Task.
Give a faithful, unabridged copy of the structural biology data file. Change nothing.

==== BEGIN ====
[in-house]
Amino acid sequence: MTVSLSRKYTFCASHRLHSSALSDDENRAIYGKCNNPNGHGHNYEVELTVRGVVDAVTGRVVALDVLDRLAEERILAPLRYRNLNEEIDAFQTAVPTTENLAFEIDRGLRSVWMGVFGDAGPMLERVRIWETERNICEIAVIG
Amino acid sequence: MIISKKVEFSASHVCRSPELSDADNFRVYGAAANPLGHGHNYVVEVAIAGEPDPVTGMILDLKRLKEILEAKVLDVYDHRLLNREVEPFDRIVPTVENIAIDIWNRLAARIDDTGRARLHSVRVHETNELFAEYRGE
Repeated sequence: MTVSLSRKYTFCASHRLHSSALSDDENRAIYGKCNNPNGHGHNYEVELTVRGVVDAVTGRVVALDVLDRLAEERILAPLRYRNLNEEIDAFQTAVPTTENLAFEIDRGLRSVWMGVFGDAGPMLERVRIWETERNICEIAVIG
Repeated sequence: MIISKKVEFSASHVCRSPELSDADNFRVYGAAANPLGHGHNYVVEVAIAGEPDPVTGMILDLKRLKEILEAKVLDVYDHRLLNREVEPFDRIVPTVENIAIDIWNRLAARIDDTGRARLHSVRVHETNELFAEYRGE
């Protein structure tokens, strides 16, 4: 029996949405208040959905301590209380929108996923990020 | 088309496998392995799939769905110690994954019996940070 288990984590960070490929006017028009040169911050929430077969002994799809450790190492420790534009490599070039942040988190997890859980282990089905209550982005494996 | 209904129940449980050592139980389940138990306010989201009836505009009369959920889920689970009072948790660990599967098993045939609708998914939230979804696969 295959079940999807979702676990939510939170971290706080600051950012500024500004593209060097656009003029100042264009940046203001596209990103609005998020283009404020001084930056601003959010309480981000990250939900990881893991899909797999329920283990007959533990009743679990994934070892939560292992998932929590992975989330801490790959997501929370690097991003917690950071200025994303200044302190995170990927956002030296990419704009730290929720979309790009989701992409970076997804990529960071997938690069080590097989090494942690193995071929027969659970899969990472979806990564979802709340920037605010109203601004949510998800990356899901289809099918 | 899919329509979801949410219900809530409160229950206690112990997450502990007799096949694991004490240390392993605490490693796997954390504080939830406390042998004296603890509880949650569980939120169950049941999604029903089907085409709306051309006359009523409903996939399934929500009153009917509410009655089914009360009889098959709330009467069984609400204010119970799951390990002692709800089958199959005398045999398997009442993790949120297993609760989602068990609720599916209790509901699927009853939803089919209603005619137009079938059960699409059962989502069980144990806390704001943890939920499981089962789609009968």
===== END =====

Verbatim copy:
[in-house]
Amino acid sequence: MTVSLSRKYTFCASHRLHSSALSDDENRAIYGKCNNPNGHGHNYEVELTVRGVVDAVTGRVVALDVLDRLAEERILAPLRYRNLNEEIDAFQTAVPTTENLAFEIDRGLRSVWMGVFGDAGPMLERVRIWETERNICEIAVIG
Amino acid sequence: MIISKKVEFSASHVCRSPELSDADNFRVYGAAANPLGHGHNYVVEVAIAGEPDPVTGMILDLKRLKEILEAKVLDVYDHRLLNREVEPFDRIVPTVENIAIDIWNRLAARIDDTGRARLHSVRVHETNELFAEYRGE
Repeated sequence: MTVSLSRKYTFCASHRLHSSALSDDENRAIYGKCNNPNGHGHNYEVELTVRGVVDAVTGRVVALDVLDRLAEERILAPLRYRNLNEEIDAFQTAVPTTENLAFEIDRGLRSVWMGVFGDAGPMLERVRIWETERNICEIAVIG
Repeated sequence: MIISKKVEFSASHVCRSPELSDADNFRVYGAAANPLGHGHNYVVEVAIAGEPDPVTGMILDLKRLKEILEAKVLDVYDHRLLNREVEPFDRIVPTVENIAIDIWNRLAARIDDTGRARLHSVRVHETNELFAEYRGE
């Protein structure tokens, strides 16, 4: 029996949405208040959905301590209380929108996923990020 | 088309496998392995799939769905110690994954019996940070 288990984590960070490929006017028009040169911050929430077969002994799809450790190492420790534009490599070039942040988190997890859980282990089905209550982005494996 | 209904129940449980050592139980389940138990306010989201009836505009009369959920889920689970009072948790660990599967098993045939609708998914939230979804696969 295959079940999807979702676990939510939170971290706080600051950012500024500004593209060097656009003029100042264009940046203001596209990103609005998020283009404020001084930056601003959010309480981000990250939900990881893991899909797999329920283990007959533990009743679990994934070892939560292992998932929590992975989330801490790959997501929370690097991003917690950071200025994303200044302190995170990927956002030296990419704009730290929720979309790009989701992409970076997804990529960071997938690069080590097989090494942690193995071929027969659970899969990472979806990564979802709340920037605010109203601004949510998800990356899901289809099918 | 899919329509979801949410219900809530409160229950206690112990997450502990007799096949694991004490240390392993605490490693796997954390504080939830406390042998004296603890509880949650569980939120169950049941999604029903089907085409709306051309006359009523409903996939399934929500009153009917509410009655089914009360009889098959709330009467069984609400204010119970799951390990002692709800089958199959005398045999398997009442993790949120297993609760989602068990609720599916209790509901699927009853939803089919209603005619137009079938059960699409059962989502069980144990806390704001943890939920499981089962789609009968």